when i write in my blog, it's coloured by my personal knowledge and sometimes i forget to include things that to me are obvious given my day-in-day-out involvement with these things but which aren't so obvious to others. when it comes to the recent xgl issue, i realized that i had not included enough detail after reading this response.
the writer of that "editorial" bit is wrong on several points. first off, XGL is not a new project started by Novell. it was an existing project that Novell hijacked by hiring some (but only some) of the developers and then taking all their work in house, where it is both duplicating and blocking the efforts of those still working in the open. therefore the "getting something working before opening it" argument is not accurate at all.
next, he (i assume it was a he; it could be a she though) compares XGL to luminosity. they aren't the same thing at all. luminosity is not an xserver, it's a layer that runs on top of a given xserver and intercepts the various calls xfake style.
he also says that KDE has not done anything towards this work. he ought to read up on zack rusin a bit. he's a kde developer who has contributed to X and has worked on XGL. more over, we would like to work with this technology as well as consumers of it.
he also tries to frame it as a kde and gnome issue. it's not. red hat, a gnome shop, is as out in the cold as kde is on xgl. we are all losing out on this one.
finally, i find the dismissal of the utility of open development to be vastly concerning. here's a hint: successful open source projects are developed in the open. many otherwise good projects have (and are) failing specifically because they aren't.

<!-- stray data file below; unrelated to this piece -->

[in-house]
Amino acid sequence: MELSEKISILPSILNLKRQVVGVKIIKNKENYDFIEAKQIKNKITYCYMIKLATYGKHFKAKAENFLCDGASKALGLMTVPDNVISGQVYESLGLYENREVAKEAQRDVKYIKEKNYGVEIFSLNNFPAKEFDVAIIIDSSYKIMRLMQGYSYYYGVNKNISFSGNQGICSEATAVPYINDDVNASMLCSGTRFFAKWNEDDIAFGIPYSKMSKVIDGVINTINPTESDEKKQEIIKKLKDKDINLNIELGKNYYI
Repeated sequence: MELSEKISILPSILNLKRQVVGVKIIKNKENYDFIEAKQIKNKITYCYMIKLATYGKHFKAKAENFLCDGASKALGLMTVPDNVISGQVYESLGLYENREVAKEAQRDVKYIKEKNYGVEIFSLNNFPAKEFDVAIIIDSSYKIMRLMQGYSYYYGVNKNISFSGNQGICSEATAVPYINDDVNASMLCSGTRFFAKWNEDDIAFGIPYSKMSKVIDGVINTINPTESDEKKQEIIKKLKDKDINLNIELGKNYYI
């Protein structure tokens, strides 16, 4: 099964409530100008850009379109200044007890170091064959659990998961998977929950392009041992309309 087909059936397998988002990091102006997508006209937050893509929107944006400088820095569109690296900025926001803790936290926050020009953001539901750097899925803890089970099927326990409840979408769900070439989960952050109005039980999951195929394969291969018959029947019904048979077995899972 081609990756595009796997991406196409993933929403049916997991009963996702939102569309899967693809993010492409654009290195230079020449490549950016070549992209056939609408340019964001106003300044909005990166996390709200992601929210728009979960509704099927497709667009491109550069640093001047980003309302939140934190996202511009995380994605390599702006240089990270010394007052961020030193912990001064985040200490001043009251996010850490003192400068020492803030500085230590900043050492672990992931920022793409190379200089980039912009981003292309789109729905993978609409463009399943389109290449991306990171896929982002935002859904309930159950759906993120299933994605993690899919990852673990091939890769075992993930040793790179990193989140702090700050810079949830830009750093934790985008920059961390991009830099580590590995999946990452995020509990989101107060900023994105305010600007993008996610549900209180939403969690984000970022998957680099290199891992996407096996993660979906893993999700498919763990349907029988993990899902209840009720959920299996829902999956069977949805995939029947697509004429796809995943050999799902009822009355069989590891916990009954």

as for what KDE is doing about these things .. well, we would like to be involved but we aren't going to be idiots and try and fork off in yet another direction. just because some people feel that's an acceptable response doesn't make it a good one. more productively, we're working with technologies that will benefit from hardware accelerated x servers that will hit end user desktops with kde4. kde will not fall behind in visual presentation. that's not my concern. i just want the open source desktop not to be slowed down (or worse) by the self-centered actions of a few.
so .. what am i hoping for out of all this? best would be if xgl development opened up. second best is if our partners and user base understand what is going on so expectations are reasonable and so they can vote with their feet should they decide to.
a final note: if you're going to "editorialize" on something by writing an aritcle for publication, have the decency to post non-anonymously. identity is the basis of trust, and if you don't feel confident putting your reputation on the line for what you have to say in an article then maybe you should think twice about saying it. =)